Earthing and bonding are essential safety components of an electrical installation. To identify whether or not the earthing and bonding system is intact in an electrical installation, a test is often required. At ShineTech Electrical, our electricians can identify any issues related to earthing and bonding in your electrical installation, and fix any problems identified.
Difference between Earthing and Bonding
Before we talk about earthing and bonding in-depth, we need to be familiar with two terms: exposed conductive part and extraneous conductive parts.
Exposed conductive parts are generally metal parts of electrical equipment, which can be touched and which are not meant to be conducting electricity when the equipment is functioning normally. However, they can be live if there is a fault.
For example, the metal housing of an oven, microwave or washing machine, metal light switches or metal sockets. The housing of such equipment must always be earthed.
Extraneous conductive parts are metal parts within a building, which do not form part of the electrical system. For example, metal water mains and gas pipes, or steel structural elements in a building. These conductive parts within a building could carry a live current if there is a fault, and must be bonded together.
- All extraneous conductive parts must be bonded.
- All exposed conductive parts must be earthed.
The purpose of earthing in an electrical installation is to provide an adequate alternate path for a fault current to flow to the earth or ground. This will then trigger the automatic disconnection of the power supply to the affected circuit by causing the fuse to blow or the circuit breaker to trip.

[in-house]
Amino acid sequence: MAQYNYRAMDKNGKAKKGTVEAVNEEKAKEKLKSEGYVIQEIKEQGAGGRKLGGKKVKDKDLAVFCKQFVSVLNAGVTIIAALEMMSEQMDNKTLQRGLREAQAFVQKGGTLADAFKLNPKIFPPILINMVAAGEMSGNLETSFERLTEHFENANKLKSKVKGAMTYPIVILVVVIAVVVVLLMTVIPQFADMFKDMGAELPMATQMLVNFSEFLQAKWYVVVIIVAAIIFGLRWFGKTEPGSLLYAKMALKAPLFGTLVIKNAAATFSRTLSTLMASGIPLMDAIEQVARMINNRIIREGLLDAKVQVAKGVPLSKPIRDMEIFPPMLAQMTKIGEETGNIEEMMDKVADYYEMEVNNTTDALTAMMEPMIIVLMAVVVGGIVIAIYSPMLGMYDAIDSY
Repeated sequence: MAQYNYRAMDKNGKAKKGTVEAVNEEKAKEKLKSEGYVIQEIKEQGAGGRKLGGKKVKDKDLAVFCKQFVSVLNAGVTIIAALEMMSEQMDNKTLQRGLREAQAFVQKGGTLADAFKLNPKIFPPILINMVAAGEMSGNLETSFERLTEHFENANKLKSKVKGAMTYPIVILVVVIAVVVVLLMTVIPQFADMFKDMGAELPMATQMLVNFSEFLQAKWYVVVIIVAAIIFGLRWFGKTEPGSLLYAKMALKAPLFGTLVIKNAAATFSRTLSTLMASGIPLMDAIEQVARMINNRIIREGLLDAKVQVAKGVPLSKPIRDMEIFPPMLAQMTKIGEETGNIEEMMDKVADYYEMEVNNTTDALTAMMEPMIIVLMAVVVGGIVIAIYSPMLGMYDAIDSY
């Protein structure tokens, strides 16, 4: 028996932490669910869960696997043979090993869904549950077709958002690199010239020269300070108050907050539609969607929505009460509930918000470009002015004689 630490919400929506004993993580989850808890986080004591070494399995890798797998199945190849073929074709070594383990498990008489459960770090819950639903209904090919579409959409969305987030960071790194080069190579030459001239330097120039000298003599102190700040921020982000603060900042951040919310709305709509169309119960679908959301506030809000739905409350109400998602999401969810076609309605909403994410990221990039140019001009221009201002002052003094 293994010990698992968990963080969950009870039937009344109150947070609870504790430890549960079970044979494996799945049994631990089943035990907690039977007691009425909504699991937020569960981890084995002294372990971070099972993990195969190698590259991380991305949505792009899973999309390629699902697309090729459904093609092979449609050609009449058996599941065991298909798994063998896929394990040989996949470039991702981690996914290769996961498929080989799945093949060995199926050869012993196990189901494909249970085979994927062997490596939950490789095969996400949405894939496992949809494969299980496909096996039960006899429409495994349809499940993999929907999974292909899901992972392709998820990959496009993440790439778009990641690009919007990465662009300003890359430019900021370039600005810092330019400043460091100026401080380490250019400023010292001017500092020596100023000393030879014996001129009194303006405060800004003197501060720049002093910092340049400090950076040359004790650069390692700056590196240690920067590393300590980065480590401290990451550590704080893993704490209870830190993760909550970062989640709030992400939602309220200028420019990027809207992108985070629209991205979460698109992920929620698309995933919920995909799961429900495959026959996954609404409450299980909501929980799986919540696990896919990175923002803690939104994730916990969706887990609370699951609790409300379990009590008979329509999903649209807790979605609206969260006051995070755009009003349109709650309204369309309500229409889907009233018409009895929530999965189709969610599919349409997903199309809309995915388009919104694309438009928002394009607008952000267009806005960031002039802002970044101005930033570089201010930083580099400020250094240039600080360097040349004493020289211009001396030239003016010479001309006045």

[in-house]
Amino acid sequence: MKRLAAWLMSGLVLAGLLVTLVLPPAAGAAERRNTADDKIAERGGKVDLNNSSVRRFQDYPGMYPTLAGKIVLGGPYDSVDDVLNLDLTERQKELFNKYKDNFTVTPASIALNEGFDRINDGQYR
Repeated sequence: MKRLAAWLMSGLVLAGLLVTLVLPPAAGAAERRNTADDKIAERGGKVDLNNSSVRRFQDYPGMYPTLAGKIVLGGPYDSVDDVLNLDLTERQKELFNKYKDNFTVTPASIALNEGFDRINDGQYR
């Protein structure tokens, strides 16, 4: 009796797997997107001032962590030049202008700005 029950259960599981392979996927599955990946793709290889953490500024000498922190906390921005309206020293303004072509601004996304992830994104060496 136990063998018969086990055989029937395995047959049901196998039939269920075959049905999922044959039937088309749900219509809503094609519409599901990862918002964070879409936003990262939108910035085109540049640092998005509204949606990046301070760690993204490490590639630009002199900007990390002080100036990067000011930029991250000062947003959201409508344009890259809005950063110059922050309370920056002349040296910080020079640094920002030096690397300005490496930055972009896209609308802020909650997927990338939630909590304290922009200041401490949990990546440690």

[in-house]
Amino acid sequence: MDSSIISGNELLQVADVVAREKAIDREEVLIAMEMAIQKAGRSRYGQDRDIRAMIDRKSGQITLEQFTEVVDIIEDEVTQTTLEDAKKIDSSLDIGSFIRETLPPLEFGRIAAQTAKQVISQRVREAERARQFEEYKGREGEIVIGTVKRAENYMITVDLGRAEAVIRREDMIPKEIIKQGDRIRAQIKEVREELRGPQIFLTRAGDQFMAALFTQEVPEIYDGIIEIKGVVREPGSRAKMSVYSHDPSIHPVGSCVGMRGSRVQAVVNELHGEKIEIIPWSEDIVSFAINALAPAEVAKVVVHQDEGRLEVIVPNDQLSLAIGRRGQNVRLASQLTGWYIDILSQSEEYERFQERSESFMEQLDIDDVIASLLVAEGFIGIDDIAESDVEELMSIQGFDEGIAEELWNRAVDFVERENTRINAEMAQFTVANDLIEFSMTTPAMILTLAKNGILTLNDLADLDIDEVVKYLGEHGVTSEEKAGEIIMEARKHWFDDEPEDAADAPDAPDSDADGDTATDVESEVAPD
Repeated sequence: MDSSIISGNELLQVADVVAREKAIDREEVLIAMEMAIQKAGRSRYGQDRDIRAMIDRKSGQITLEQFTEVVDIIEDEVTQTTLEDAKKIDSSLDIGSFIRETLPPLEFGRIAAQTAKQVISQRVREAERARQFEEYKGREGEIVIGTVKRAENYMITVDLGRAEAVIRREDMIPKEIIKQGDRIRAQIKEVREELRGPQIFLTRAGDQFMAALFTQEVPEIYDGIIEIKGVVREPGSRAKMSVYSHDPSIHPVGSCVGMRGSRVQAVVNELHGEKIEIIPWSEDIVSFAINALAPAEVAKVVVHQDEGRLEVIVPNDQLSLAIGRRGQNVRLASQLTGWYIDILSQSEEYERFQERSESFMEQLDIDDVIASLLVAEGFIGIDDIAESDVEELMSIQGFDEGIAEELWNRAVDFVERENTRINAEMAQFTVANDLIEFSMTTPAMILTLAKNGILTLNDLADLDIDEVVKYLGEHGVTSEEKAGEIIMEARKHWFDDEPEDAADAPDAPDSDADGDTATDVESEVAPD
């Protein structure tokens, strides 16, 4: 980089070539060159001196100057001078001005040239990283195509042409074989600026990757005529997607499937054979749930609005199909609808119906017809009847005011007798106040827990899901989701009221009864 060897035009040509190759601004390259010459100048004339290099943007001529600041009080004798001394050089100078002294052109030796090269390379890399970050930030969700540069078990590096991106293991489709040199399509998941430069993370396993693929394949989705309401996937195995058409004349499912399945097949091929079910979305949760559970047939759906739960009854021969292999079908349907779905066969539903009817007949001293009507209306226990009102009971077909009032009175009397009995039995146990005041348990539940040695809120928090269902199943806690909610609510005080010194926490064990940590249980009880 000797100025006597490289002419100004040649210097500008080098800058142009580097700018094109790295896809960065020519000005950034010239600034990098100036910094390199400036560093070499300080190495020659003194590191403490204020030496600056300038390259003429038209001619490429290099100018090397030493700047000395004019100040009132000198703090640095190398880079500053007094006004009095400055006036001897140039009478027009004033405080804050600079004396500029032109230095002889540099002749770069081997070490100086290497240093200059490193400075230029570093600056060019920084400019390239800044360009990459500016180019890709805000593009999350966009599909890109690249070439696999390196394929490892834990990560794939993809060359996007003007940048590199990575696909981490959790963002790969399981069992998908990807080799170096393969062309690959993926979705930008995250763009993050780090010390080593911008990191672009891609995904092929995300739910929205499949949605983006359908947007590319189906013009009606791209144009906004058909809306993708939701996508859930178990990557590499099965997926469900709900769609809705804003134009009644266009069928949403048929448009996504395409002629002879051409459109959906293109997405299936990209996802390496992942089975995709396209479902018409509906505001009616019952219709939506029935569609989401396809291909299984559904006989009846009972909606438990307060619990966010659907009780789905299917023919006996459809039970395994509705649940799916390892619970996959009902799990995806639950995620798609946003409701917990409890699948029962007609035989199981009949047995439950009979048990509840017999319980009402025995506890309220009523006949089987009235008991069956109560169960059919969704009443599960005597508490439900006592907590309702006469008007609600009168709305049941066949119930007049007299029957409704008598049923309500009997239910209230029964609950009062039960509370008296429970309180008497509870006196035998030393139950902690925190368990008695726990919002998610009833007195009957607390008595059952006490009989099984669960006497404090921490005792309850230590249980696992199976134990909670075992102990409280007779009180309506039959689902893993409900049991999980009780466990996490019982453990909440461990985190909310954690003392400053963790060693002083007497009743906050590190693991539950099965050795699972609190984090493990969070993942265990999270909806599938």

The earthing system does not have a significant role in the normal functioning of an electrical installation. However, in terms of electrical safety, earthing is an essential component of any electrical installation.
Without an adequate earthing system in place, when a fault does develop, the fuse won’t blow or the circuit breaker won’t trip. In this situation, the faulty electrical equipment may have live touchable parts. If you touch those live parts, the electricity will flow to the earth through your body instead of through the earthing conductor. This is where you get an electric shock.
Interestingly, for anything to get an electric shock, the current must flow through the body to the earth. That’s why birds can dance on 400kVA overhead transmission lines and yet not get electrocuted!
There are several types of electrical faults. But, when we talk specifically about an earth fault, this is commonly known as a short circuit between the live (Line or Neutral) and the earthing conductors.The two primary causes of earth faults are:
- Faulty electrical accessories or appliances (mainly class I electrical equipment – which includes most of your kitchen appliances) and
- Damaged cables that compromise the insulation between conductors.
Both of these electrical faults are equally dangerous. An unearthed faulty class I electrical appliance can pose a risk of electrocution. A damaged cable can be the source of an electric fire as well as pose the risk of electrocution.
There are two types of bonding: main equipotential bonding and supplementary bonding.
Main equipotential bonding
Main equipotential bonding only applies to premises with metal (not plastic) gas and water mains pipes and/or steel building structures.
With main equipotential bonding, also known as main protective bonding, all extraneous conductive parts (e.g. gas and water mains) must be connected to the main earthing terminal, so that if a damaged live electrical cable were to come into contact with those parts, they wouldn’t become live.
Supplementary bonding usually applies in bathrooms, en-suites and some other special locations.
With supplementary bonding all the metal parts in a single location are connected together with a supplementary bonding conductor. This ensures that there is no difference in earth potential between two separate metal parts. (For example, the radiator pipes, hot and cold water pipes, metal bathtub, electric shower unit, etc.) This is to reduce the risk of electric shock if a fault develops.
If all the circuits serving the location have RCD protection, then supplementary bonding is not required.